CONSTRUCTION is, as you know, a highly regulated industry. You can't just wade in there, go bish-bash-bosh, job done, that'll be fifteen hundred quid thanks, mate. Of course, nobody bothered to tell the cowboys.
Strangely enough, even some really quite above-board operations offer cowboy services quite openly, relying on their customers' ignorance to get them past the door.
I had a glossy brochure through the post this week. It was from a company offering to cover my house in a sort of spray-on cling-film that would stop moisture getting in, except via all the usual routes, and would then hold it there so it could migrate into the living space and turn all my shoes green.
A lot of householders will be tempted by this offer (since it doesn't mention turning their shoes green) and I'm sure that, in some cases, they'll be pleased with the initial results. The brochure included several 'before and after' shots that even I found quite persuasive - I mean, they even tidy up your garden.
And if you live in a modern house with cavity walls - 1950s or later - and the outside's looking a bit tired, why not have this muck sprayed all over? The moisture probably won't get through to the inner leaf, though I'm not sure how your cavity wall ties will feel about it. The house probably only has a 60-year design life anyway.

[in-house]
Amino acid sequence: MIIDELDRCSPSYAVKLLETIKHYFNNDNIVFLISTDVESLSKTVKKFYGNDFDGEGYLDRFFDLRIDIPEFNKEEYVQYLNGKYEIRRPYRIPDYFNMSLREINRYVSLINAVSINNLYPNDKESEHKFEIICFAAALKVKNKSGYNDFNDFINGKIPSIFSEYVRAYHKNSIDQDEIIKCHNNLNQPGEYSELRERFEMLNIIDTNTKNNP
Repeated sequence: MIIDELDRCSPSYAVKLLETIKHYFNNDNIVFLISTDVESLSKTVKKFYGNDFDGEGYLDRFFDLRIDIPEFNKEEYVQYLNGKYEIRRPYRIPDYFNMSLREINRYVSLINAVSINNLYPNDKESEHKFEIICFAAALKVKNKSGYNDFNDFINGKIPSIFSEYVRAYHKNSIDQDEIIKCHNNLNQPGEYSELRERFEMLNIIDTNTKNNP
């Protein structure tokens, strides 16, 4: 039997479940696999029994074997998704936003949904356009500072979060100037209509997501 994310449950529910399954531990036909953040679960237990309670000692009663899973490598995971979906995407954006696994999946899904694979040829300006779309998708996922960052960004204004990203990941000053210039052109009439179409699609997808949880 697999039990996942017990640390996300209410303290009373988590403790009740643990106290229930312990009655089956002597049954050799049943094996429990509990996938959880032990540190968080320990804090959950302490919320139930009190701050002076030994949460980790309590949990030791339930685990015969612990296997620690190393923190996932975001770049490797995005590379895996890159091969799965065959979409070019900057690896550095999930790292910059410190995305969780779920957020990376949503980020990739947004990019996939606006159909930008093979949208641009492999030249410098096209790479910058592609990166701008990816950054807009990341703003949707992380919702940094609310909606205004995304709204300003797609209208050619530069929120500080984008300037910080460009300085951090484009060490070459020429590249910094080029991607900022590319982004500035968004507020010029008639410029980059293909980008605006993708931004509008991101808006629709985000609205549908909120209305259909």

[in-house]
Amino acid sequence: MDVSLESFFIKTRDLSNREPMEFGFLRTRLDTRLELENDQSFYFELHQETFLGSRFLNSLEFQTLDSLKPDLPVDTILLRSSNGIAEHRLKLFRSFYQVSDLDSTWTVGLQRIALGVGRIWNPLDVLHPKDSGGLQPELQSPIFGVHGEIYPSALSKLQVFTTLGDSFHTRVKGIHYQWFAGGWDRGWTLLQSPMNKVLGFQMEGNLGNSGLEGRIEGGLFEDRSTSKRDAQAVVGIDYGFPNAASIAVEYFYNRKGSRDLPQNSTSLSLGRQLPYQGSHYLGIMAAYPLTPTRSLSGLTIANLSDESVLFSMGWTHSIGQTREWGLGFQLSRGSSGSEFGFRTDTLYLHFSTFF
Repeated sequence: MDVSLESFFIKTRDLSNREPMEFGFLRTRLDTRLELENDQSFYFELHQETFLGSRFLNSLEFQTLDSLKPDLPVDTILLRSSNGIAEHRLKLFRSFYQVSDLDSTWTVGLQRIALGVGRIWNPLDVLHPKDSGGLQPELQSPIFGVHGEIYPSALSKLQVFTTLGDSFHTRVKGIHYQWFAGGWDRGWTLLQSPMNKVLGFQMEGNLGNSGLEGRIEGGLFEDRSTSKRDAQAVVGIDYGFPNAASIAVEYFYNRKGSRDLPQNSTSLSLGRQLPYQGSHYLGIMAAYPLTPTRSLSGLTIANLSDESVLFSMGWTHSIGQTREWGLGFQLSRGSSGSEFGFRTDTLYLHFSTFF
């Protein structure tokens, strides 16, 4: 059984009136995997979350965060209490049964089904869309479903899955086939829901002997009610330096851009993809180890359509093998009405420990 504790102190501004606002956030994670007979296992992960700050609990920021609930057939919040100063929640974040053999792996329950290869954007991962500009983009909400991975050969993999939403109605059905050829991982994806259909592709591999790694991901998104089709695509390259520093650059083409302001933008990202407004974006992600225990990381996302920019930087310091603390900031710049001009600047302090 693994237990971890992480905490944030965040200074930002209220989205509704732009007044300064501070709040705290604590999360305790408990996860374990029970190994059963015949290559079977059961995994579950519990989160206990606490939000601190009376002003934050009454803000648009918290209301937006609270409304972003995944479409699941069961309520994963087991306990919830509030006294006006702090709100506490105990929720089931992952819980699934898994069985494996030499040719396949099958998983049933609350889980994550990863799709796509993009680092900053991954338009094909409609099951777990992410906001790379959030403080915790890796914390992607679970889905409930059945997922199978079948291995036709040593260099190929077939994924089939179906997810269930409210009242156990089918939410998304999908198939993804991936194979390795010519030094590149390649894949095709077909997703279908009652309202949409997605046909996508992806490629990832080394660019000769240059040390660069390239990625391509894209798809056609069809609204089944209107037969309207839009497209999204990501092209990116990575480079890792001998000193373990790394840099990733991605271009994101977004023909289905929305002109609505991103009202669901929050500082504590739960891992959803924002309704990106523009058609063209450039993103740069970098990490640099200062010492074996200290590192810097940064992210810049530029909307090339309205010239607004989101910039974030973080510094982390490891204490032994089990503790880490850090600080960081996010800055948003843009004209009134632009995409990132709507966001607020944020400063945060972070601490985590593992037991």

But as this particular company is targeting a part of the world where a large proportion of the homes are a couple of hundred years old and have solid masonry walls, I fear many people are going to be paying good money to have their homes vandalised in the hope that they'll 'step off the maintenance merry-go-round forever'. Well it's true, after all. These products are usually totally resistant to any maintenance.
Thing is, you can't touch them for it. It's a legitimate business and there's no law against doing unspeakable things to old buildings if they're not listed (and round these parts, that's not much of an obstacle, either).
Oh, and don't worry about your shoes. This season, green's the new black.
SOMETHING else plopped on to my doormat this week. As I went to clear it up, I noticed the postman had delivered a bulky package which protruded tantalisingly from the letter box.
It turned out to be a copy of a scientific paper delivered to the Third World Congress on Adhesion and Related Phenomena in Beijing, by Dr Francois de Buyl, senior adhesion specialist with the Dow Corning Surface & Interface Solutions Centre at Seneffe, Belgium. He'd very kindly sent me a copy to review.
Dow Corning, you will recall, makes those really useful tubes of gooey stuff that builders like to squir t all over the place these days. Many tradesmen no longer bother fitting things together properly and securing them with nails or screws; they just pump a tubeful of Dow Corning's finest into the yawning gap and - that's right - bish-bashbosh, job done. Whatever happened to craftsmanship?
Well , anyway, back to Dr de Buyl's paper. 'The science that goes into these products is positively mindblowing, ' I thought to myself as I started to read the paper, entitled Benefits of Understanding Hydrolysis and Condensation Kinetics of G-Glycidoxypropyltr imethoxysilane for Controlling Adhesion.
'This information is fundamental to design the structure of the interphase, or inter-penetrated network, between dissimilar components in composite materials where GPS silane has already demonstrated its importance, ' said Dr de Buyl in his introduction.
I tried to read it all, but just a few pages in I got stuck.